While books have been written about Chandigarh and its overall approach to community planning, here are just a few of the highlights for me:

  • The city is built up from a series of rectangles, each 1200 by 800 metres, which are fully self sufficient with housing, shops, community and recreational facilities;
  • Careful consideration was given to the hierarchy of roads, so that only slow moving traffic goes through a sector; particular attention was given to pedestrians and cyclists;
  • Le Corbusier developed both a Statute for the Land, and an Edict to help guide the planning process, and help future residents understand the underlying principles of the community plan;
  • The landscaping was considered to be as important as the buildings; the Edict sets out requirements with respect to replacement planting to ensure that the original objectives can be achieved;
  • No personal statues shall ever be permitted. These were seen as representative of a by-gone era and not in keeping with the new spirit of art for the city; ‘commemoration of persons shall be confined to suitably placed bronze plaques’!
  • ‘The truthfulness of materials’ concrete, bricks, stone must be maintained for present and future buildings;
  • Only industrial activities powered by electricity were permitted, so as to avoid polluting the environment;
  • A man-made lake was to be considered as a gift from the creators to the residents, and to ensure its tranquility, there would be a perpetual ban on any noises;
  • Art was considered an integral part of the community design, and was to be provided throughout the community; and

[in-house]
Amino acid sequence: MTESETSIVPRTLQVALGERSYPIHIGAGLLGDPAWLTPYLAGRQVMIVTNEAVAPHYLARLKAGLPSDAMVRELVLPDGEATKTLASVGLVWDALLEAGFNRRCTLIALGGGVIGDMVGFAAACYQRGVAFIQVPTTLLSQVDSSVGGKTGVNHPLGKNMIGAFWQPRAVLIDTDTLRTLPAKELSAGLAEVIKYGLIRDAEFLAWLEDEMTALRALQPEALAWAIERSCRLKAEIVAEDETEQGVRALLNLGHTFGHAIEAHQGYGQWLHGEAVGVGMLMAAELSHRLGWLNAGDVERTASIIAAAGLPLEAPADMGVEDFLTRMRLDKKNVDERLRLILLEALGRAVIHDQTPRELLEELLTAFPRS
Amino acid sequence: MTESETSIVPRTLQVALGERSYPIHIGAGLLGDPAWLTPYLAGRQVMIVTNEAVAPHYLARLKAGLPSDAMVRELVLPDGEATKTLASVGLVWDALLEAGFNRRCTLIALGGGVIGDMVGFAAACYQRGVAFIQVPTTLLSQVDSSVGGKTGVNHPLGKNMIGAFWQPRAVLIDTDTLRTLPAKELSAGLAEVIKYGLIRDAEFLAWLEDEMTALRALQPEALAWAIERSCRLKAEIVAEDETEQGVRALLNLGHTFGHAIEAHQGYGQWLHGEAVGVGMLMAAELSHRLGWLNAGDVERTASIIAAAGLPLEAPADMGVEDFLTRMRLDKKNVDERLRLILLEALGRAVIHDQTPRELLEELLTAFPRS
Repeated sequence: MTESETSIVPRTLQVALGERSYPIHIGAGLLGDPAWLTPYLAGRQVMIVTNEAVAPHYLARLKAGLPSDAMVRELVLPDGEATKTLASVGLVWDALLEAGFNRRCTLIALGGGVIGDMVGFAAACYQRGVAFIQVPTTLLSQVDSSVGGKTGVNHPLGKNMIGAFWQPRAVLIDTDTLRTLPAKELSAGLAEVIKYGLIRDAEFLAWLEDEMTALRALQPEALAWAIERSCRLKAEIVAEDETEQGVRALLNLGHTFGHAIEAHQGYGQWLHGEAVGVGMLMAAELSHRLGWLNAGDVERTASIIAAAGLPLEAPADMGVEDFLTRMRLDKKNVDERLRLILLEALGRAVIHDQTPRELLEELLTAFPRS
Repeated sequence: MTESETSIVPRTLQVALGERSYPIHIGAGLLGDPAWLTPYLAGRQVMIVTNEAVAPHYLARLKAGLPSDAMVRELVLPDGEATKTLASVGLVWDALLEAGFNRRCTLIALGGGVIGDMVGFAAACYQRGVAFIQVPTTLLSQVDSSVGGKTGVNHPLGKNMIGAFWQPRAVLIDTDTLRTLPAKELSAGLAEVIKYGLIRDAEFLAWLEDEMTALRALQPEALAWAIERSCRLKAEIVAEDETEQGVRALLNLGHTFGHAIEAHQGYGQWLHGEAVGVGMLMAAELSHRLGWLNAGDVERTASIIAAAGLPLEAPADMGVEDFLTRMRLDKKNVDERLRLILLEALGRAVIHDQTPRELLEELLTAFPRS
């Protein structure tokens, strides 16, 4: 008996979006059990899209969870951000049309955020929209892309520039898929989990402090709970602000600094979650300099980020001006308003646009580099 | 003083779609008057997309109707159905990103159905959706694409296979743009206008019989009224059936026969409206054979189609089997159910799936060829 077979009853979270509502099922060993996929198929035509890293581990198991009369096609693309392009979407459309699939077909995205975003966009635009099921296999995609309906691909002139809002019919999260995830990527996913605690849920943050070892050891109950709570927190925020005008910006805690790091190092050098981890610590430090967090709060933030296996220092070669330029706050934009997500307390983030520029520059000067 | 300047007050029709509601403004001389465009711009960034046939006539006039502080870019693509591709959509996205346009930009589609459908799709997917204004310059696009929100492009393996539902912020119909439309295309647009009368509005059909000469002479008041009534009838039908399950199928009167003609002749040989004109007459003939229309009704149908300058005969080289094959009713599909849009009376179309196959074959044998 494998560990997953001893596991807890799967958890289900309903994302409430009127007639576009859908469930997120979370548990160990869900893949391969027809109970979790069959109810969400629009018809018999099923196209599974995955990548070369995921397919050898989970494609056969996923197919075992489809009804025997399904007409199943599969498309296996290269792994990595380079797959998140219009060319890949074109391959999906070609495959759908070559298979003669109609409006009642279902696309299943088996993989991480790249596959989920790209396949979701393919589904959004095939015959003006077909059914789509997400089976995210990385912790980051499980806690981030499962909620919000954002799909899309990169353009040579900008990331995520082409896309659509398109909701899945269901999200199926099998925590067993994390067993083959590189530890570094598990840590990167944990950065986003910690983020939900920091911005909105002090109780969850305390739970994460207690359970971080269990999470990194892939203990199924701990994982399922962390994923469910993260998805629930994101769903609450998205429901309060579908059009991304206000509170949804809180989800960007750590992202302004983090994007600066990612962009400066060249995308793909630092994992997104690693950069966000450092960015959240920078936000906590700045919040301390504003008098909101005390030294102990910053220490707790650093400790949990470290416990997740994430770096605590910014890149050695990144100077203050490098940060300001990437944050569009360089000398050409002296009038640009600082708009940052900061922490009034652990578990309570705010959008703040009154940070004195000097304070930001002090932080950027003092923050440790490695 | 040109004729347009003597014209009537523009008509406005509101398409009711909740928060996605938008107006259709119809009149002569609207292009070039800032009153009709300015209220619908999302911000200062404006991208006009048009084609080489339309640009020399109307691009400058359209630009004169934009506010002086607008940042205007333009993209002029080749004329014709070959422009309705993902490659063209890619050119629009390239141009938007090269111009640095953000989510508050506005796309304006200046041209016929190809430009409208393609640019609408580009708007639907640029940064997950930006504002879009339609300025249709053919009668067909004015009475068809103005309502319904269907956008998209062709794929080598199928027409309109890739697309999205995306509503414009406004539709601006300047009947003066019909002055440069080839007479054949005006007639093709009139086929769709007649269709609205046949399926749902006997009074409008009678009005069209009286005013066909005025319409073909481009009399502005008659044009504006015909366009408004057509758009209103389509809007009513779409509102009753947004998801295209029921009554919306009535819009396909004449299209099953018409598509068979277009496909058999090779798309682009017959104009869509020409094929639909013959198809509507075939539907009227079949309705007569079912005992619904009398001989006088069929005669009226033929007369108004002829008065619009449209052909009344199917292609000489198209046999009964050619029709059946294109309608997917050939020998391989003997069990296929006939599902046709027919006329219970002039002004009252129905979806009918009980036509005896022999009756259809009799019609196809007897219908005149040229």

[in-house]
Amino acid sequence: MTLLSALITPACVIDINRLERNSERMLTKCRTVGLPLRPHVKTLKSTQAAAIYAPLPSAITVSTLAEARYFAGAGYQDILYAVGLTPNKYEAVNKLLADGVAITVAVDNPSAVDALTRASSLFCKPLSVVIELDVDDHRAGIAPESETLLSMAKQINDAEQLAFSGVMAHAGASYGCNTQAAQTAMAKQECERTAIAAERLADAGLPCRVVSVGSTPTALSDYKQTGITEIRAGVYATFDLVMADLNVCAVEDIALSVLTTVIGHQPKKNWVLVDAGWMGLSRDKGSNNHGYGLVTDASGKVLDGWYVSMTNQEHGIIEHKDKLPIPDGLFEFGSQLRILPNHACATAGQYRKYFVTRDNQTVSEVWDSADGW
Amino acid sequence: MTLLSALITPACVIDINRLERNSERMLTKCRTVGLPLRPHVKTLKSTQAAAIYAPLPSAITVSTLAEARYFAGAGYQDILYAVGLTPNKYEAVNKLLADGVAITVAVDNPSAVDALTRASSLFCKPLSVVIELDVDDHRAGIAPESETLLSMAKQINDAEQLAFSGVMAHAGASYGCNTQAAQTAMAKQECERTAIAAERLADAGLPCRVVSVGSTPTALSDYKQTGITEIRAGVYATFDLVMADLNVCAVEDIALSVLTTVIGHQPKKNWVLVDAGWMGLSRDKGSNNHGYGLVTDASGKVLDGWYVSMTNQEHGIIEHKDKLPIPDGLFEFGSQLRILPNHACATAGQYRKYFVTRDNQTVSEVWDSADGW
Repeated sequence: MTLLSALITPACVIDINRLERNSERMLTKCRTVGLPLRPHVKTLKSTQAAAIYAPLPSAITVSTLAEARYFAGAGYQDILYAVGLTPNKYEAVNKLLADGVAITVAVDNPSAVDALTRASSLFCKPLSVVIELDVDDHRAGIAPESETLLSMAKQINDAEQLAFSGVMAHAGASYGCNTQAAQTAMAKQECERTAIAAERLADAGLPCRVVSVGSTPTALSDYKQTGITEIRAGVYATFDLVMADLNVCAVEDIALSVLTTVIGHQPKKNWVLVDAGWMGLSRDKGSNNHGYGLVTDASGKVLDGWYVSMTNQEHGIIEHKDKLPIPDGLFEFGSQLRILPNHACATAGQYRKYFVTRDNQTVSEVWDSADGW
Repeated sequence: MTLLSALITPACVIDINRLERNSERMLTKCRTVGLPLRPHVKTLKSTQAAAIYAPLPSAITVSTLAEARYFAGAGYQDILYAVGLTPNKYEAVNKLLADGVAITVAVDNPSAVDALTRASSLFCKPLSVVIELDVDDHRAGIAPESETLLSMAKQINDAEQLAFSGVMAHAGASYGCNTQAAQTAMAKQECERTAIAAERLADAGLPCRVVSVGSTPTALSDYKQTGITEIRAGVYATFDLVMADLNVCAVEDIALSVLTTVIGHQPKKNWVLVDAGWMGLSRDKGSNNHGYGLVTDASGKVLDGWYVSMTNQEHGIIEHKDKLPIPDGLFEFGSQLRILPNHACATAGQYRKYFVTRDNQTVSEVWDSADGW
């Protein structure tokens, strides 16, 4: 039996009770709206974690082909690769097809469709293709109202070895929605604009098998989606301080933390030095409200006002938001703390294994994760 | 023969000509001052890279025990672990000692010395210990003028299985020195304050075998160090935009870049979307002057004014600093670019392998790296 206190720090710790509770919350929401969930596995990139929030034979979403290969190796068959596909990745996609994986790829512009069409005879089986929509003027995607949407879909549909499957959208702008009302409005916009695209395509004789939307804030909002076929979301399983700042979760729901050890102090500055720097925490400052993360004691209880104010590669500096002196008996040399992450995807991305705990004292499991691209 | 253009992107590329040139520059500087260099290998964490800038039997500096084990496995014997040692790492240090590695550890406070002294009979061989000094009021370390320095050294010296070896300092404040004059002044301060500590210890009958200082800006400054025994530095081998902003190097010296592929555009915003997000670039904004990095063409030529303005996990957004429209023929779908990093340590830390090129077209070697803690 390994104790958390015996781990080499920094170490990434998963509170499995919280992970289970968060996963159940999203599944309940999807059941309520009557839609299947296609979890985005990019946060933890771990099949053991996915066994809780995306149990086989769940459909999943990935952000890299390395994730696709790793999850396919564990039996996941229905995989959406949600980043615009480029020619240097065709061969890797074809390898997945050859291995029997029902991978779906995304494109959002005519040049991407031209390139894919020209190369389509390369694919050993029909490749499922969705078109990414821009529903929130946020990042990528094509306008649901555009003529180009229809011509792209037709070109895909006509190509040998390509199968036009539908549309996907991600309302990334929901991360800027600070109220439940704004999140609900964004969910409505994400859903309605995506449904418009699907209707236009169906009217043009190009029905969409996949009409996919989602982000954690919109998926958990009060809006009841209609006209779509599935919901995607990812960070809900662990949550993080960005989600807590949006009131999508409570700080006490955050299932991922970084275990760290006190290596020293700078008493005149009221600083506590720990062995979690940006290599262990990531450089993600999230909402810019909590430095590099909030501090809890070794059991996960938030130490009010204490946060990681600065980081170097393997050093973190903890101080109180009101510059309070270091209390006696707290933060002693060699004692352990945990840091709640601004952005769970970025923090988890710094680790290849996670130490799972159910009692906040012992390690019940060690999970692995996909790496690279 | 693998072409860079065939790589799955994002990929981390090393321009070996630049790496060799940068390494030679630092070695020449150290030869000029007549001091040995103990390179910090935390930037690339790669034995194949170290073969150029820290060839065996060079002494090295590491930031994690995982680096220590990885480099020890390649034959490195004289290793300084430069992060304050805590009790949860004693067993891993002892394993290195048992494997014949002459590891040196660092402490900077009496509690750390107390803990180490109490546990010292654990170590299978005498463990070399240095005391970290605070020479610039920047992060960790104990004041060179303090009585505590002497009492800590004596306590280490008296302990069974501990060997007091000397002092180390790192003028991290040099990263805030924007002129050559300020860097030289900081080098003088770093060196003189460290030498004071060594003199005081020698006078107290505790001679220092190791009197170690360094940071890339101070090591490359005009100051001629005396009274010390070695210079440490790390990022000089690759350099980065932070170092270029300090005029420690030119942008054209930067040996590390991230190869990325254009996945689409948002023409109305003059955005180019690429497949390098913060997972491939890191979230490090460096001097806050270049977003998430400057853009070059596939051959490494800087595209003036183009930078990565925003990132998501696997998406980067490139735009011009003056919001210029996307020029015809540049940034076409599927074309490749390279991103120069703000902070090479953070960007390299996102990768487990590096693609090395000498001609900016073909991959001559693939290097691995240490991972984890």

• Certain areas were designated as worthy of special architectural interest, and a central commercial area was to preserved as a pedestrian only zone.

While some parts of Chandigarh are falling into disrepair and need renovation, there are many new buildings. The overall impression was very different than that which we had seen elsewhere. We were particularly taken with some of the original and newer luxury housing areas, which included the kinds of homes one sees around the west side of Vancouver, including along Southwest Marine Drive. (Although some of it would cause Le Corbusier to turn over in his grave!)

Interestingly, Chandigarh was initially conceived as a city for 150,000 people. This estimate was then increased; however, today the city has exceeded all projections, and it is continuing to grow.

A few final observations. Signs on bus shelters around town encourage residents to grow more trees and to educate their children! The gardens are numerous and impressive, especially the ‘rock garden’ which is built in a most whimsical way with recycled materials, such as broken electrical outlets. The housing, especially the town houses are very well designed, with what we would consider ‘elaborate’ exterior wall construction, However, in the newspaper I saw an ad for a new development on the Chandigarh-Ludhiana Road in nearby Morinda. It features Victorian facades, similar to what one might find in San Francisco or parts of Abbotsford. I just hope Le Corbusier’s edicts will ensure this stuff never creeps into his city. And it is still ‘his’ city!

I am so delighted we were able to rearrange our schedule in order to spend a day here.


Anonymous said...

Thank you for the lovely was an interesting read! said...

One of Corbusiers stranger dealings is with the number 13. There is no block 13 in Chandigarh but strangely 2 laterally neighboring blocks when added can always be devided by 13. ie block 14 is next to 12 => 26/13=2. or 24 is next to 15 => 39/13=3
Check it out the map, it's mindboggling